Diabetes drugs are a popular and often necessary way to keep blood sugar levels in control. However, they can also cause serious side effects, either on their own or in conjunction with other medications. Research has linked several commonly-prescribed Type 2 diabetes drugs to complications like cancer, heart attacks, and more. At Showard Law Firm, our team is committed to helping the victims of dangerous drugs receive compensation for their medical expenses, lost wages, and physical and emotional suffering.
Understanding diabetes medication side effects
Not all diabetes medications work in the same way, and therefore they do not all have the same side effects. Oral and injectable diabetes medications impact how the body makes or regulates insulin, a hormone produced by beta cells in the pancreas. The way a drug does this— can produce potential side effects—which can be life-threatening.
The categories of some commonly prescribed oral diabetes medications and their side effects include:
- Sulfonylureas stimulate the pancreas to increase the amount of insulin the body secretes. Side effects can include low blood sugar, upset stomach, weight gain, and skin rash.
- Thiazolidinediones increase the sensitivity of the body’s tissues to insulin. Reported side effects include weight gain, an increased risk of heart failure, liver disease, swelling, and anemia.
- Biguanides decrease the amount of glucose produced by the liver and increase muscle tissue sensitivity to insulin, so glucose is more easily absorbed. Side effects can include diarrhea, kidney complications, fatigue, dizziness, metallic taste in the mouth.
- Meglitinides stimulate cells in the pancreas to release insulin. The most common side effects include low blood sugar and weight gain.
- Alpha-glucosidase inhibitors work by blocking the breakdown of starches and some sugars, which slows the rise of blood glucose levels. Some side effects include gas, bloating, and diarrhea.
Newer on the market are several injectable drugs:
- Incretin mimetics copy the function of incretin hormones by stimulating the pancreas to release insulin, inhibit the release of glucagon, and slow the speed at which glucose is absorbed into the bloodstream after eating. Possible side effects include diarrhea, nausea, vomiting, other digestive upset, headaches, loss of appetite, and increased sweating.
- Pramlintide is an injectable synthetic form of the hormone amylin produced by the beta cells in the pancreas. It works with the body’s insulin and glucagon to regulate blood glucose levels. The most common side effect is nausea. Other side effects include loss of appetite, stomach pain, cough, dizziness, sore throat, and joint pain.
Dangerous diabetes drug side effects
Unfortunately, incretin-based medications have been linked to serious health issues like pancreatitis, pancreatic cancer, and thyroid cancer. Some of these medications include:
- Exenatide, under the names Byetta and Bydureon
- Liraglutide, under the names Saxenda and Victoza
- Semaglutide, under the names Ozempic and Rybelsus
- Dulaglutide, under the name Trulicity
- Lixisenatide, under the name Adlyxin
Diabetes patients across the country have developed pancreatic cancer and other serious diabetes medication complications after taking these drugs. There are lawsuits pending in both state and federal courts against the makers of incretin mimetics. If you or a loved one have been injured by diabetes medication, protect your rights by speaking with an experienced dangerous drug attorney.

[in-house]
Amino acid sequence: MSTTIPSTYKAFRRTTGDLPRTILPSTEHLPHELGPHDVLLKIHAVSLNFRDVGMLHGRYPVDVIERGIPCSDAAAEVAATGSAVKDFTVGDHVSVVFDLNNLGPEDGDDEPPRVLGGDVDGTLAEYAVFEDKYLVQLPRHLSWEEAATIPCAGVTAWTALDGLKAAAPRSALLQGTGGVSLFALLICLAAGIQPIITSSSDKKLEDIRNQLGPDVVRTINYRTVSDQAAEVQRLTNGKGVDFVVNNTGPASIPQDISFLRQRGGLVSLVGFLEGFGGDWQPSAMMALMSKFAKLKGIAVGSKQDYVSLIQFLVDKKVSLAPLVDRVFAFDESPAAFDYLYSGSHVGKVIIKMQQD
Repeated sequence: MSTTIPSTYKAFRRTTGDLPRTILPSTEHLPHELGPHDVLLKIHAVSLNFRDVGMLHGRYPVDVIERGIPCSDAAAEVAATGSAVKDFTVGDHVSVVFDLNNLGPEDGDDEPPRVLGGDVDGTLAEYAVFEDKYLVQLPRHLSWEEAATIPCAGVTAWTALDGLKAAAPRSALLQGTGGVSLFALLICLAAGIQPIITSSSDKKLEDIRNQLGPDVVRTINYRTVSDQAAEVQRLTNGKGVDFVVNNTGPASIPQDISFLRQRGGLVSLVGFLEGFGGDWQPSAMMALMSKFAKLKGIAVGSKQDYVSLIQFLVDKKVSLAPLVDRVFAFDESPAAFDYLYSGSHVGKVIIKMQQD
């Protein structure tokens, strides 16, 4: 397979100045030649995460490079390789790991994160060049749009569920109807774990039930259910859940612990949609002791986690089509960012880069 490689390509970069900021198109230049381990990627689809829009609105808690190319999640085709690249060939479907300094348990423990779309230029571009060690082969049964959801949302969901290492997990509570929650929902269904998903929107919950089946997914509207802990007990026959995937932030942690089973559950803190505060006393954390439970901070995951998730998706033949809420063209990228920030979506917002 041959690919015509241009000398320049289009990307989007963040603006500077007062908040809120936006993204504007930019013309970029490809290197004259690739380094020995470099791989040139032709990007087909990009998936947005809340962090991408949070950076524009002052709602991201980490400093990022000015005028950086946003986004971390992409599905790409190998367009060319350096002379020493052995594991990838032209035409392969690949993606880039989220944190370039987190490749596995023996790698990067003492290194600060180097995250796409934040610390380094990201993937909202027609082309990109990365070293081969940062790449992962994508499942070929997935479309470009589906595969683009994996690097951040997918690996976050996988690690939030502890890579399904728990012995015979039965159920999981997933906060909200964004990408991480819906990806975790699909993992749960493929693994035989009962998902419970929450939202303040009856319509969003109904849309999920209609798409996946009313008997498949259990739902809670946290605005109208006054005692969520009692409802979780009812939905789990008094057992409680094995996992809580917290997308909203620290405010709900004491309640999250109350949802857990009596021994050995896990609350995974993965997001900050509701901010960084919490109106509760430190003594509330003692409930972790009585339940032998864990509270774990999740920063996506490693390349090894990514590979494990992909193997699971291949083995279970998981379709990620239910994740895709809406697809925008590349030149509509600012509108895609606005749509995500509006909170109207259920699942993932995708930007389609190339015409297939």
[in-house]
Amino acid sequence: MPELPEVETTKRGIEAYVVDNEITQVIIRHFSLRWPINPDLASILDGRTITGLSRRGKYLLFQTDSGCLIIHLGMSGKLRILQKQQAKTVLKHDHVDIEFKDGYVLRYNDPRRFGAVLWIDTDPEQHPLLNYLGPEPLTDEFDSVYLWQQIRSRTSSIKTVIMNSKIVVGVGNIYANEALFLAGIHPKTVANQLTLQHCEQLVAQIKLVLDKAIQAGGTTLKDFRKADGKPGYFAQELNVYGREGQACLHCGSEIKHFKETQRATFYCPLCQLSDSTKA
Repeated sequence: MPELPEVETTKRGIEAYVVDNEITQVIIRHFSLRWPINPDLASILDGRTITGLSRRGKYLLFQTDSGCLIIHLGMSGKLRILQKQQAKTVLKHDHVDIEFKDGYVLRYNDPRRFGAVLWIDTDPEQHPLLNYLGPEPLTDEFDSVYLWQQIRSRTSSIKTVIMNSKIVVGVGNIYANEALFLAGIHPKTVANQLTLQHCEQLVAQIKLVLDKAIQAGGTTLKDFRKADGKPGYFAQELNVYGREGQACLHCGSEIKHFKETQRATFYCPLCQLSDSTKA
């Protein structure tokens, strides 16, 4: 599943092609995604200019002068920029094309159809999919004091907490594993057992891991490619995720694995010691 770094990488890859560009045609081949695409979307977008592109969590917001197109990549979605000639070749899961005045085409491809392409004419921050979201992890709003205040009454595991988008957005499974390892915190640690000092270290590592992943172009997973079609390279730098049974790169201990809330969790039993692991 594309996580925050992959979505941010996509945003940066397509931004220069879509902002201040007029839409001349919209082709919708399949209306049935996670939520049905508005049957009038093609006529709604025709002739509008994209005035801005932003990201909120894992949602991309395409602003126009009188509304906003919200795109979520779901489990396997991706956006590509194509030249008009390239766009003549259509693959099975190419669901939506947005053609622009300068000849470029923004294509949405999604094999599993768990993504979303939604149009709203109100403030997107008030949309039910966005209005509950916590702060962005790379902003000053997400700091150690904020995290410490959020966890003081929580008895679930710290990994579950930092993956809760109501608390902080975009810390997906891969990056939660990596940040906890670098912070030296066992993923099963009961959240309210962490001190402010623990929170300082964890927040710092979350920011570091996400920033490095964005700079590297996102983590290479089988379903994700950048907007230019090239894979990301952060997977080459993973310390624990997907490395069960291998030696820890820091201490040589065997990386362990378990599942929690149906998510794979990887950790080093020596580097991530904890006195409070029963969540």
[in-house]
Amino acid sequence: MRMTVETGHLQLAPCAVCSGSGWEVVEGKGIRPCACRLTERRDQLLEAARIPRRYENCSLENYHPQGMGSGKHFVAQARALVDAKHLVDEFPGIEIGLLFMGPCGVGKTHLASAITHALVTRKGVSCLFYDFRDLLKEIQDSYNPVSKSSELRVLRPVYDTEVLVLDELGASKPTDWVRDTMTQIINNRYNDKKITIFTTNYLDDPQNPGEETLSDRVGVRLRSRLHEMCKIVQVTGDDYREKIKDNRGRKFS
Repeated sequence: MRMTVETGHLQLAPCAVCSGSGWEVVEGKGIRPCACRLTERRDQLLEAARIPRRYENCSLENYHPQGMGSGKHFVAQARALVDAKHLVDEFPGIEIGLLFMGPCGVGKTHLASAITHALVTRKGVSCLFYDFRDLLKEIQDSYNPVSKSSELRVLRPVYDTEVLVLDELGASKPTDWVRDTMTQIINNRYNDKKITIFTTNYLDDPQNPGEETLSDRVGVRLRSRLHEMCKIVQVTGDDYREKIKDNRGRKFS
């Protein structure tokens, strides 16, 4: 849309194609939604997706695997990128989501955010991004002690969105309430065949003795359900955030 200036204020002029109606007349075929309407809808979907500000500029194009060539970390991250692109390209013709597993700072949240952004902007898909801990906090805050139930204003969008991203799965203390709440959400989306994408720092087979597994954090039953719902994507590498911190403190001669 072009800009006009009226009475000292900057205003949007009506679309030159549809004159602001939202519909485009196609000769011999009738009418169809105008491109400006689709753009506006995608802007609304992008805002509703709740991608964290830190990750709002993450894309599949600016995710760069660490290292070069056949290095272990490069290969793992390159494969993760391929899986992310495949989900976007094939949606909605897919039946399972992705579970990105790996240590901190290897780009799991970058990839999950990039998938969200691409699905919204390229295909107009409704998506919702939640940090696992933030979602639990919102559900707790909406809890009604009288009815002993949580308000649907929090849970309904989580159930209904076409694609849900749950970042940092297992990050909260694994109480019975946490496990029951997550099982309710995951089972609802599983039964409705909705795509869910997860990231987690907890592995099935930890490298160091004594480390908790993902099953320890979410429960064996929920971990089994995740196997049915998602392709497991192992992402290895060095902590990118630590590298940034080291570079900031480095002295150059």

Medications linked to serious incretin mimetics complications
Some of the commonly reported diabetes medication side effects, like weight loss and mild abdominal pains, can also be signs of a more serious complication like pancreatitis or pancreatic cancer.
Research links incretin mimetics like Byetta, Januvia, Trulicity, and Victoza with an increased risk of developing pancreatitis, pancreatic cancer, and thyroid cancer. It is believed that the effect that the medications have on the beta cells in the pancreas– can lead to a proliferation of cancerous cells. Elevated insulin levels may also lead to the growth of thyroid cancer cells or an increase in other hormones and related complications.
Some other types of diabetes medications, like SGLT2 inhibitors such as canagliflozin (sold under the name Invokana)– have been associated with kidney injuries. These can include renal failure, diabetic ketoacidosis, and even limb amputations.
Serious complications from diabetes medications can impair your quality of life, and in the worst cases, they can be fatal. Discuss any side effects with your doctor as soon as possible to be screened for more dangerous health issues.
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If you or a loved one were injured by diabetes medication, the manufacturer might be liable for their unsafe products. Showard Law Firm is committed to holding pharmaceutical companies responsible for the harm that their drugs cause.
Do not wait to schedule a consultation. Contact us today to schedule a complimentary case review.
- FDA, FDA investigating reports of possible increased risk of pancreatitis and pre-cancerous findings of the pancreas from Incretin Mimetic drugs for type 2 diabetes https://www.fda.gov/Drugs/DrugSafety/ucm343187.htm
- Reuters, Diabetes drugs tied to pancreatic cancer risk https://www.reuters.com/article/us-diabetes-drugs-tied-pancreatic-cancer/diabetes-drugs-tied-to-pancreatic-cancer-risk-idUSTRE80U0ZQ20120131